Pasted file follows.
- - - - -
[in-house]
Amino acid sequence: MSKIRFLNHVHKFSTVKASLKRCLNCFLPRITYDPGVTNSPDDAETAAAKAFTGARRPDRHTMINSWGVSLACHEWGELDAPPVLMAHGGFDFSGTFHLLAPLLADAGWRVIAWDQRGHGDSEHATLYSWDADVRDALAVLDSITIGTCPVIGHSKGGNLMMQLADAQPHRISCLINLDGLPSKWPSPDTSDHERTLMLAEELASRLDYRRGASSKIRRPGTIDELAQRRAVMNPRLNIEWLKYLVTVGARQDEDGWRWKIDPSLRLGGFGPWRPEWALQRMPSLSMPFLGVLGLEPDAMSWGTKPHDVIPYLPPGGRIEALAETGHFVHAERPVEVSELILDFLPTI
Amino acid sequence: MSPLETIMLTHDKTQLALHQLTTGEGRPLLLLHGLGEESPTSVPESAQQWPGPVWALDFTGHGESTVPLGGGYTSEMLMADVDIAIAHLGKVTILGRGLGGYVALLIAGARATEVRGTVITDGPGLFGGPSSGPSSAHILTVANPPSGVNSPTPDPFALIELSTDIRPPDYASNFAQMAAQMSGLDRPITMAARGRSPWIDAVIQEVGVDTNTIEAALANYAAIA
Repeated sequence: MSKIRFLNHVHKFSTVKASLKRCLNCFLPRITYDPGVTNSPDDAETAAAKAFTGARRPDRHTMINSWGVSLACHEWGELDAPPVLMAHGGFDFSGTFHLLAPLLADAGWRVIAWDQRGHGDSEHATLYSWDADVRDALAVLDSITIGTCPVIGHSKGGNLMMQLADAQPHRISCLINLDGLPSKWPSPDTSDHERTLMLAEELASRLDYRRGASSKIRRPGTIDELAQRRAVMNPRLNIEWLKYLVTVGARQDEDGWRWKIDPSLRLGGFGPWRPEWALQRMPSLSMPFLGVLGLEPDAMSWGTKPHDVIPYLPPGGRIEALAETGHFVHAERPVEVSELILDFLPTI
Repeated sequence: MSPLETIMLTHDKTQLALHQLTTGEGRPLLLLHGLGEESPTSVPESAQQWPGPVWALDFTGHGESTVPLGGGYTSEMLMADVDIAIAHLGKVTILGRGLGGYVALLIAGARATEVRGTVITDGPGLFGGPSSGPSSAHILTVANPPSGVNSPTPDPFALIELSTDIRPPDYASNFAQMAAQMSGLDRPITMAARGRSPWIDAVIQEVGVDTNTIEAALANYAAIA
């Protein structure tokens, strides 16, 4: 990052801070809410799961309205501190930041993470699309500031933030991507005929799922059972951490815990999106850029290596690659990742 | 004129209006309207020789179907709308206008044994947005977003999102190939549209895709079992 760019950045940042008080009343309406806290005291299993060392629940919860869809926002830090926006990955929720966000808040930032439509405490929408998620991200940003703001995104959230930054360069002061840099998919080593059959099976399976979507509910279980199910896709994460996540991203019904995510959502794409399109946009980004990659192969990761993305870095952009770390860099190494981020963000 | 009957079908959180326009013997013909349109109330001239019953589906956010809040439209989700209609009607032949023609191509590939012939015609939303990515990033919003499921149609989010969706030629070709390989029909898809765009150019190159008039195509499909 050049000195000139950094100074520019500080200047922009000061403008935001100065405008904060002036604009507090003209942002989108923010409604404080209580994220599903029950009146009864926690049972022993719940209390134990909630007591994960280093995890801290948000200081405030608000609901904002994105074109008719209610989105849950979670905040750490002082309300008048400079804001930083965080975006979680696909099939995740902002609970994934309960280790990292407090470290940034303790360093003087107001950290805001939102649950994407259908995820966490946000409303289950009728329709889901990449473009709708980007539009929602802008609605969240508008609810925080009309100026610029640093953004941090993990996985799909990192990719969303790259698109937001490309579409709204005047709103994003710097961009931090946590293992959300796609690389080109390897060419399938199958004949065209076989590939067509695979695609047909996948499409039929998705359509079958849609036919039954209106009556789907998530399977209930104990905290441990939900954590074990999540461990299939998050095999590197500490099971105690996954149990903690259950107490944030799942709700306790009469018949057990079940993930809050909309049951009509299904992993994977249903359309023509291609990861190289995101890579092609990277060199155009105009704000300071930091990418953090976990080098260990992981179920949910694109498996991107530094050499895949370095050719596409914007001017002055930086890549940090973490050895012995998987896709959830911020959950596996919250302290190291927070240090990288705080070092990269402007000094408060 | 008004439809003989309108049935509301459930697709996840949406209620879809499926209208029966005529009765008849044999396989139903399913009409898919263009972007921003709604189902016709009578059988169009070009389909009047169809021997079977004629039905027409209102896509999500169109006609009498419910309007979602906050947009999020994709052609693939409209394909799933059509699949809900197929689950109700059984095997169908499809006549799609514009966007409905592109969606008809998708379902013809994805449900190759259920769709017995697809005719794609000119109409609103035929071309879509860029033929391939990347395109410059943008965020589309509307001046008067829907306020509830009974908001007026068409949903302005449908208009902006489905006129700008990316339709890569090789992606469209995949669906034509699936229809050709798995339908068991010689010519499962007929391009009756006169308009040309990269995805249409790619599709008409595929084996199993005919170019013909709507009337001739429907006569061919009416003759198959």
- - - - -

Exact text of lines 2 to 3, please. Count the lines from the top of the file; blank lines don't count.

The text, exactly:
Amino acid sequence: MSKIRFLNHVHKFSTVKASLKRCLNCFLPRITYDPGVTNSPDDAETAAAKAFTGARRPDRHTMINSWGVSLACHEWGELDAPPVLMAHGGFDFSGTFHLLAPLLADAGWRVIAWDQRGHGDSEHATLYSWDADVRDALAVLDSITIGTCPVIGHSKGGNLMMQLADAQPHRISCLINLDGLPSKWPSPDTSDHERTLMLAEELASRLDYRRGASSKIRRPGTIDELAQRRAVMNPRLNIEWLKYLVTVGARQDEDGWRWKIDPSLRLGGFGPWRPEWALQRMPSLSMPFLGVLGLEPDAMSWGTKPHDVIPYLPPGGRIEALAETGHFVHAERPVEVSELILDFLPTI
Amino acid sequence: MSPLETIMLTHDKTQLALHQLTTGEGRPLLLLHGLGEESPTSVPESAQQWPGPVWALDFTGHGESTVPLGGGYTSEMLMADVDIAIAHLGKVTILGRGLGGYVALLIAGARATEVRGTVITDGPGLFGGPSSGPSSAHILTVANPPSGVNSPTPDPFALIELSTDIRPPDYASNFAQMAAQMSGLDRPITMAARGRSPWIDAVIQEVGVDTNTIEAALANYAAIA